Managing exposure to environmental triggers is often a critical first step in changing behavior. All behavior is functional on some level, including problem behavior. Whether the goal is winning attention, persuading a stranger to retreat, or defending a resource, dogs will generally do what works.

By limiting opportunities to engage in unwanted behavior through environmental management, we prevent those behaviors from being reinforced, as happens each time they work as expected. This breaks the cycle of unwanted behavior and opens the door for teaching your dog what to do instead.

Good management will immediately reduce stress and/or conflict, without being unnecessarily intrusive. The need for management should decrease over time, as alternate behaviors are consistently reinforced.

Obedience Skills: Teaching Alternate or Incompatible Behaviors

Many common behavior problems are essentially “default” behaviors, things dogs do naturally in the absence of being taught otherwise. Teaching and reinforcing incompatible behaviors is frequently key to the long-term solution of behavior problems.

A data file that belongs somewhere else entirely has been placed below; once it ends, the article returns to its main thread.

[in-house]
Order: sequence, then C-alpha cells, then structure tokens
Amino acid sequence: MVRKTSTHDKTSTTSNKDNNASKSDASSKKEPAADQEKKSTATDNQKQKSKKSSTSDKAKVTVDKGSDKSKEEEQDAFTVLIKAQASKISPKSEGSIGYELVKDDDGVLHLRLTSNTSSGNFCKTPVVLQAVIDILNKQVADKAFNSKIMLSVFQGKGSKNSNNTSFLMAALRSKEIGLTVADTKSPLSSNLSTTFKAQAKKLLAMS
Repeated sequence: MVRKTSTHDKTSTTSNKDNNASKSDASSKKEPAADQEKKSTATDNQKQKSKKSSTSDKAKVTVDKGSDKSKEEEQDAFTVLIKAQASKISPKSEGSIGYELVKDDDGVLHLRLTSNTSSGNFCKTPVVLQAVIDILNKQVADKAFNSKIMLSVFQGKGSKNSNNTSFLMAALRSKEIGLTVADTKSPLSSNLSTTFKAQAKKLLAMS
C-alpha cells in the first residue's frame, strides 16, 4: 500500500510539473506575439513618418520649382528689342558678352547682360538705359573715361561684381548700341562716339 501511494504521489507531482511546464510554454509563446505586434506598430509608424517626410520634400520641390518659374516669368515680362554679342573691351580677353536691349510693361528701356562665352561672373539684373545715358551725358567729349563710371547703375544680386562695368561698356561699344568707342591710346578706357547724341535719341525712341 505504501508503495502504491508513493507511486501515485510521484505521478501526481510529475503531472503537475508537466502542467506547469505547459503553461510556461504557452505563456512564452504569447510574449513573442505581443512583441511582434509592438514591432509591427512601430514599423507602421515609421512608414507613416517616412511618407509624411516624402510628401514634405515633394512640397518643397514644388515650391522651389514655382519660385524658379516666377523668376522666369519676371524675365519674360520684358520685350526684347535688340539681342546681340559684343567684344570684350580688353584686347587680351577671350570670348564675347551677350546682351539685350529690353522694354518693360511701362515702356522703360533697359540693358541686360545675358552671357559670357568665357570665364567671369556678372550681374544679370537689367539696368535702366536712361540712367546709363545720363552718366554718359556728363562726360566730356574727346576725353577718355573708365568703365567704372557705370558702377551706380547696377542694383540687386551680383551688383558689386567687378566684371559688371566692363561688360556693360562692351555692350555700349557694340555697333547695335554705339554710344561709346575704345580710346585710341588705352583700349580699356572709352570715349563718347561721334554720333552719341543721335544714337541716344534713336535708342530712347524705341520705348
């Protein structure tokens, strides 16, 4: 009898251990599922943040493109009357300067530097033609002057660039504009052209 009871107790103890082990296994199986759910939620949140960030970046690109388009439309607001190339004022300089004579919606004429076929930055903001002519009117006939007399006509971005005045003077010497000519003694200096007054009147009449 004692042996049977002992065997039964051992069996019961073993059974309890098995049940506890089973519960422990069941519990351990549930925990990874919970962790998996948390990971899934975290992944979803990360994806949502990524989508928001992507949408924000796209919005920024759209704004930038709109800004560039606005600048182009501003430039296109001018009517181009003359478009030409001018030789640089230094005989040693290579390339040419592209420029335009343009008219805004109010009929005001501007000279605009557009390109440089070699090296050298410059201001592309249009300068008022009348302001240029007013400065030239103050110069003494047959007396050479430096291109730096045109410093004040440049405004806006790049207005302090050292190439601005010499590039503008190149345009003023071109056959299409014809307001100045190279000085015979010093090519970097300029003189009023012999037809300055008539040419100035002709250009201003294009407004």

This requires considering what one wants the dog to do and focusing on training those behaviors, ahead of focusing on what one wants the dog to stop doing. Practical alternative behaviors may include basic obedience skills, or any other skill the dog might fairly be expected to master under moderate to high levels of distraction. For example, a dog that lunges at other dogs on the street might be trained to heel, while a dog that jumps on visitors might be taught to sit for attention.

As with environmental management, one should generally seek methods that are minimally intrusive. Strategies focused on suppressing behavior are avoided when other effective solutions exist. Good obedience training also helps build relationship and communication, the benefits of which extend far beyond specific behavior goals.

Classical Conditioning: Counter Conditioning and Desensitization

To avoid the need for eternal management and also help the dog on a psychological level, it’s sensible to invest in conditioning a better emotional/physiological response to known triggers.